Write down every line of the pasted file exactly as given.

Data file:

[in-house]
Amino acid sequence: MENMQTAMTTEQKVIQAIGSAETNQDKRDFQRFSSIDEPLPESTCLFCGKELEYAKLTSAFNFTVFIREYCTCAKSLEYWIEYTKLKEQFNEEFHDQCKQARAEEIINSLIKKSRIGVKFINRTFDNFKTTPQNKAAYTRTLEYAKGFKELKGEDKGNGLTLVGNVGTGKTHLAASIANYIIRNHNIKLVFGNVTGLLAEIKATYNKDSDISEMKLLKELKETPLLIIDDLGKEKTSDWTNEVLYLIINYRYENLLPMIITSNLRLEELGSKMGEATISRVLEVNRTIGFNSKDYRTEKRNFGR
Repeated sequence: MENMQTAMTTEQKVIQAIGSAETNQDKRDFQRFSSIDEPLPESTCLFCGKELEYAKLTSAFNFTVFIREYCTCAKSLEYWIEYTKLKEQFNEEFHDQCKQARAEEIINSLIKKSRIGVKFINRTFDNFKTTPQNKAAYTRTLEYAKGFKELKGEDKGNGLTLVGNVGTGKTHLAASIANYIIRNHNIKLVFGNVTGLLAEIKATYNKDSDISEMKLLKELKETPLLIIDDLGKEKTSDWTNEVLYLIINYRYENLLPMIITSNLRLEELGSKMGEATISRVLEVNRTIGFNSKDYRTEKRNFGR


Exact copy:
[in-house]
Amino acid sequence: MENMQTAMTTEQKVIQAIGSAETNQDKRDFQRFSSIDEPLPESTCLFCGKELEYAKLTSAFNFTVFIREYCTCAKSLEYWIEYTKLKEQFNEEFHDQCKQARAEEIINSLIKKSRIGVKFINRTFDNFKTTPQNKAAYTRTLEYAKGFKELKGEDKGNGLTLVGNVGTGKTHLAASIANYIIRNHNIKLVFGNVTGLLAEIKATYNKDSDISEMKLLKELKETPLLIIDDLGKEKTSDWTNEVLYLIINYRYENLLPMIITSNLRLEELGSKMGEATISRVLEVNRTIGFNSKDYRTEKRNFGR
Repeated sequence: MENMQTAMTTEQKVIQAIGSAETNQDKRDFQRFSSIDEPLPESTCLFCGKELEYAKLTSAFNFTVFIREYCTCAKSLEYWIEYTKLKEQFNEEFHDQCKQARAEEIINSLIKKSRIGVKFINRTFDNFKTTPQNKAAYTRTLEYAKGFKELKGEDKGNGLTLVGNVGTGKTHLAASIANYIIRNHNIKLVFGNVTGLLAEIKATYNKDSDISEMKLLKELKETPLLIIDDLGKEKTSDWTNEVLYLIINYRYENLLPMIITSNLRLEELGSKMGEATISRVLEVNRTIGFNSKDYRTEKRNFGR